About a dozen protesters staged a die-in demonstration outside Sen. Thomas K. “Tommy” Norment’s district office in James City in support of Medicaid expansion Friday.
The protest was organized by the James River chapter of the Virginia Interfaith Center for Public Policy, which has conducted close to 20 weeks of daily demonstrations outside Norment’s New Town office. Protestors blamed Norment for what they considered to be sluggish movement of Medicaid expansion through the General Assembly.
“This is what we thought was necessary,” said John Whitley of the local Virginia Interfaith Center for Public Policy chapter. “Norment’s office is right there. All of this is for Tommy Norment, to get his attention, to let him know there is a broad cross-section of people who are totally fed up with his inaction.”
While some demonstrators unrolled blankets and laid themselves like dead bodies to represent the deaths they blame on a lack of affordable health care, others stood with signs, some in the shape of tombstones, with messages like “denying healthcare kills people, Senator Norment.”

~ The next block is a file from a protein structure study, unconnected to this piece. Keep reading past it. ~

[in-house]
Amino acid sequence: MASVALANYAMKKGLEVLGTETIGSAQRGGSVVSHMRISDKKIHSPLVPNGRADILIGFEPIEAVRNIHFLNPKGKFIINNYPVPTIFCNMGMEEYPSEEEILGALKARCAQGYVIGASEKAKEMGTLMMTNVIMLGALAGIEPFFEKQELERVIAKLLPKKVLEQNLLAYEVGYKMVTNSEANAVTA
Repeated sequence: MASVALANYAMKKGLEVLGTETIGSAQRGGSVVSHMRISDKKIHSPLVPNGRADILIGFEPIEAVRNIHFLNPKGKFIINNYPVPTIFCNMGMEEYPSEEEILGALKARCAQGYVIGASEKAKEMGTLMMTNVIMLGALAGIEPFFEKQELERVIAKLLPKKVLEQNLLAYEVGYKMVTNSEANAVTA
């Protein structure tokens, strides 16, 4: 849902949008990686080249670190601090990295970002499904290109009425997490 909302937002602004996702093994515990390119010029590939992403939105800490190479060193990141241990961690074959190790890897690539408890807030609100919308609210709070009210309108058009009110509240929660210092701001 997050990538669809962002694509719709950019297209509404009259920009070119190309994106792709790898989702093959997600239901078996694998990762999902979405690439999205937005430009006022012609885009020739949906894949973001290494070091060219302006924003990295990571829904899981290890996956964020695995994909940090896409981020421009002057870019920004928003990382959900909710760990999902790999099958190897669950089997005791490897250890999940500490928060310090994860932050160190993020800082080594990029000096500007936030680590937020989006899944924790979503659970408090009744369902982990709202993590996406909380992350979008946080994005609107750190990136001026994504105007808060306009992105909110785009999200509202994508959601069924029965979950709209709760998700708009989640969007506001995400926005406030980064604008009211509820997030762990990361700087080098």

Among the demonstrators were Mary Tyler. Her brother died of heart disease in 2012 and he didn’t have access to affordable health insurance.
“Nobody deserves that,” she said.
Tyler said a service-driven economy makes the need for affordable healthcare for the area even greater, since many low-level industry jobs don’t have benefits.
“The jobs are not very good and don’t provide benefits,” Tyler said. “People are trying to take care of themselves. Healthcare facilitates people taking care of themselves.”
On Tuesday, the Senate delayed its discussion of the state’s budget, which could include Medicaid expansion, for another week. Norment told reporters that it’s “probable” Medicaid expansion will go through, the Daily Press reported.
Medicaid expansion would provide health-care coverage to approximately 300,000 low-income state residents.
“I think it’s going to happen but I think Tommy Norment is playing games with the process,” John Gregoire said.
Jacobs can be reached by phone at 757-298-6007.